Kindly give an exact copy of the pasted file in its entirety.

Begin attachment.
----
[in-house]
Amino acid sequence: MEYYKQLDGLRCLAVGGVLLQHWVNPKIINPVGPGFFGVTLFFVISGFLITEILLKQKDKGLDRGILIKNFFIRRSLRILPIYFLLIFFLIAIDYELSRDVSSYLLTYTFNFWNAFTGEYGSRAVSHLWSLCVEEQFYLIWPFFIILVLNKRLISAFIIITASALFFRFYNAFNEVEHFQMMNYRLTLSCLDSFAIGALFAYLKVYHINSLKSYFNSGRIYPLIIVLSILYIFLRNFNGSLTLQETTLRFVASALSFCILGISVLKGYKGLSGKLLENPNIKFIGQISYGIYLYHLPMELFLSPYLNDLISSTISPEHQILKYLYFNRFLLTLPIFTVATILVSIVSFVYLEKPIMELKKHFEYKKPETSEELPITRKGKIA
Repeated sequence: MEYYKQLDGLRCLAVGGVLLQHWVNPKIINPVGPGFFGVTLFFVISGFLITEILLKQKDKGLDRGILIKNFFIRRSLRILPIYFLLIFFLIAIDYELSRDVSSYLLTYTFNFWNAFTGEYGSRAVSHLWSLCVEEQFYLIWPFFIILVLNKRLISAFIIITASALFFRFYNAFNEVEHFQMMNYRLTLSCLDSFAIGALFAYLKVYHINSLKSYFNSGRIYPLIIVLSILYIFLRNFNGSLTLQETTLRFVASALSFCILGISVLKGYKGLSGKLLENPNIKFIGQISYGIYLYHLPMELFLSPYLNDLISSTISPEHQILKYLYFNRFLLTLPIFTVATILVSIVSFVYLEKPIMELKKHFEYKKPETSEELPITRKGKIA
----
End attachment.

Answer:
[in-house]
Amino acid sequence: MEYYKQLDGLRCLAVGGVLLQHWVNPKIINPVGPGFFGVTLFFVISGFLITEILLKQKDKGLDRGILIKNFFIRRSLRILPIYFLLIFFLIAIDYELSRDVSSYLLTYTFNFWNAFTGEYGSRAVSHLWSLCVEEQFYLIWPFFIILVLNKRLISAFIIITASALFFRFYNAFNEVEHFQMMNYRLTLSCLDSFAIGALFAYLKVYHINSLKSYFNSGRIYPLIIVLSILYIFLRNFNGSLTLQETTLRFVASALSFCILGISVLKGYKGLSGKLLENPNIKFIGQISYGIYLYHLPMELFLSPYLNDLISSTISPEHQILKYLYFNRFLLTLPIFTVATILVSIVSFVYLEKPIMELKKHFEYKKPETSEELPITRKGKIA
Repeated sequence: MEYYKQLDGLRCLAVGGVLLQHWVNPKIINPVGPGFFGVTLFFVISGFLITEILLKQKDKGLDRGILIKNFFIRRSLRILPIYFLLIFFLIAIDYELSRDVSSYLLTYTFNFWNAFTGEYGSRAVSHLWSLCVEEQFYLIWPFFIILVLNKRLISAFIIITASALFFRFYNAFNEVEHFQMMNYRLTLSCLDSFAIGALFAYLKVYHINSLKSYFNSGRIYPLIIVLSILYIFLRNFNGSLTLQETTLRFVASALSFCILGISVLKGYKGLSGKLLENPNIKFIGQISYGIYLYHLPMELFLSPYLNDLISSTISPEHQILKYLYFNRFLLTLPIFTVATILVSIVSFVYLEKPIMELKKHFEYKKPETSEELPITRKGKIA